equator of globe anterior to palpebral fissure
essentially, severe exopphthalmos where globe is coming out of the socket/orbit
what is the palpebral fissure?
the opening of the eyelids
what is the MDB for ophthalmology exam?
Schirmer tear test
how to examine for orbital dz?
- look from above
- neurophthalmic exam
- ophthalmic exam - anterior segment and fundus
- oral exam
what is retropulsion? what is a normal retropulsion of the globe?
close patient eyes and push on eyeball - should be able to push it in a little bit
should NOT be resistance or pain - if there is, something is wrong
if the eye appears large and/or swollen, what are 2 differentials?
exophthalmos and bupthalmos
what is bupthalmos?
eye is too large
how to distinguish exophthalmos from bupthalmos?
look at alignment and diameter of cornea
exo: cornea is NOT aligned but has a normal diameter
bup: cornea is aligned but has a larger diameter than it should
what are c/s of orbital dz?
- inc or dec scleral show
- dec retropulsion
- elevation of Nictitans
- difficulty of discomfort opening mouth
why is the Nictaitans, or 3rd eyelid, important to evaluate in orbital dz?
functions as a sentinal for orbital dz
it should be down but will elevate in orbital dz
why might difficulty opening the mouth indicate orbital dz?
the motion of the ramus of the mandible will push on the orbit and cause pain or discomfort in the globe in some orbital dz processes
pain when opening the mouth is a positive prognostic indicator in terms of orbital dz
what are basic diagnostics carried out during orbital dz exam?
PE - look for systemic inflammation or systemic metastatic dz
skull x rays
fine needle aspirates
what specialty procedures might be performed in an orbital dz exam?
- orbital u/s
- advanced imaging (CT/MRI)
what are 2 forms of enophthahlmos?
what is a good way to distinguish btwn the two forms?
get a good history
what is microphthalmos
globe that is too small - congenital or acquired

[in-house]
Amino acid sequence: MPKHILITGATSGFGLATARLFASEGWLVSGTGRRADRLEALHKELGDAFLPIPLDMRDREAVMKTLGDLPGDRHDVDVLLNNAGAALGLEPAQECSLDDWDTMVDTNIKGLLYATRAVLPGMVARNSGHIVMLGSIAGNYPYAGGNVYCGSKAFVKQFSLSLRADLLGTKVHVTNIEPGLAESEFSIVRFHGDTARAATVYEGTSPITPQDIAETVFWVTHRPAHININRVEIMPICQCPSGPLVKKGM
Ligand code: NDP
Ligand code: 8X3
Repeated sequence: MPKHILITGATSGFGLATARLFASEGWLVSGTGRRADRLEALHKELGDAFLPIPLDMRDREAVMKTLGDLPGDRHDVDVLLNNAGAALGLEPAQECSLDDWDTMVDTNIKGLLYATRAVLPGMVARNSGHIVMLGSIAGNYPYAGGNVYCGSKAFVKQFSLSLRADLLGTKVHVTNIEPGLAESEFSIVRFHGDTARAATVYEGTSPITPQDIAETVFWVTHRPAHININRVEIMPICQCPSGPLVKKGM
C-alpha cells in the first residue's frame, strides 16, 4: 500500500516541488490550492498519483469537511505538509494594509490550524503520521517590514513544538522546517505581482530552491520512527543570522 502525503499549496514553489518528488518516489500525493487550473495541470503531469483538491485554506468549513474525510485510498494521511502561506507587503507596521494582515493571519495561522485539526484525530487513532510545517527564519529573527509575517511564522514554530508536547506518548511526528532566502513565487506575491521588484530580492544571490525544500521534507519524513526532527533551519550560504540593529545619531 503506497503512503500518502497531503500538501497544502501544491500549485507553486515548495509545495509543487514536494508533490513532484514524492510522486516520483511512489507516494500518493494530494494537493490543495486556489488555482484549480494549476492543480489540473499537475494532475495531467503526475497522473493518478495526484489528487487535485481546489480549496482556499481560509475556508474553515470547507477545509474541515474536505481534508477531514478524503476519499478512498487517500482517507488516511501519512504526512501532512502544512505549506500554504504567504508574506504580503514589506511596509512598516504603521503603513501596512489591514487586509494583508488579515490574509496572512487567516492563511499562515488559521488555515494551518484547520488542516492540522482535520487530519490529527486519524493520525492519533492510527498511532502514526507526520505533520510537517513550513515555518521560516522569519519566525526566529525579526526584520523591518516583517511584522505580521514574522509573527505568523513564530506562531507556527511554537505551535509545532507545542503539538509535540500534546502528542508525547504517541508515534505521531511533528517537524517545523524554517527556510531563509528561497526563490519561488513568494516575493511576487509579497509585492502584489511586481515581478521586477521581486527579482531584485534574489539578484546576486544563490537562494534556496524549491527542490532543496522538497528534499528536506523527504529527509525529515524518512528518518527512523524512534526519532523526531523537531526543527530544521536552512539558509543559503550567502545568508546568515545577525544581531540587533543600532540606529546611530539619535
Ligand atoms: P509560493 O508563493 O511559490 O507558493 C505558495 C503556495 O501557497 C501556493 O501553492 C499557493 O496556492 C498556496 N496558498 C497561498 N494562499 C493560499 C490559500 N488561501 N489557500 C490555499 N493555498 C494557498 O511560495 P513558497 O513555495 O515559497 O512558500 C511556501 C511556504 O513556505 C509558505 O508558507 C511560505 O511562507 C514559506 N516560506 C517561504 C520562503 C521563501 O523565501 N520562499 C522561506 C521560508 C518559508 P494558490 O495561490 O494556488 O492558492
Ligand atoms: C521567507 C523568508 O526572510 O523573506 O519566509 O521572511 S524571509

presents as enophthalmos
what are 2 causes of congenital enophthalmos?
- microphthalmos and anophthalmos
what is anophthalmos?
how common is this condition?
a form of congenital enophthalmos in which there is no eye
what is microphthalmos?
when is it most common to occur?
- congenitally small globe
- multiple ocular defects common
- merle or white coat/color diluted animals primarily [double dapple breeding of 2 merles]
what is the prognosis of congenital enophthalmos?
vision: poor prognosis
comfort: fair to guarded
what are 2 forms of acquired enophthalmos?
- phthisis bulbi: acquired dec globe size
- normal globe size with loss of orbital tissue volume
under what circumstances might phthisis bulbi occur?
end stage glaucoma, trauma, uveitis
under what circumstances might loss of orbital tissue volume occur?
bilateral: dehydration, emaciation/weight loss
unilateral: muscle or tissue atrophy => myositis, surgery, radiation
what is acquired enophthalmos?
a condition which causes the retraction of the globe into the orbit, when the animal was born normal
what are some common concurrent conditions typically seen with exophthalmos?
- lagophthalmos: inability to completely open / close eyelids
- strabismus: deviation of visual axis
what are some c/s assoc w exophthalmos?
- conjunctival hyperemia or chemosis
- nictitans elevation
- pain upon retropulsion or opening mouth
if an exophthalmic dog is not painful when opening the mouth, what is a differential?
what is the cause of exophthalmos?
mass effect [inside or outside of cone] pushing the globe in one direction or another
what might cause space occupation, leading the exophthalmos?
what is more common?
cells: hyperplasia, inflammatory, neoplasia
fluid: blood, serum/cystic, lipid
MC cells - fluid is more of a 'zebra'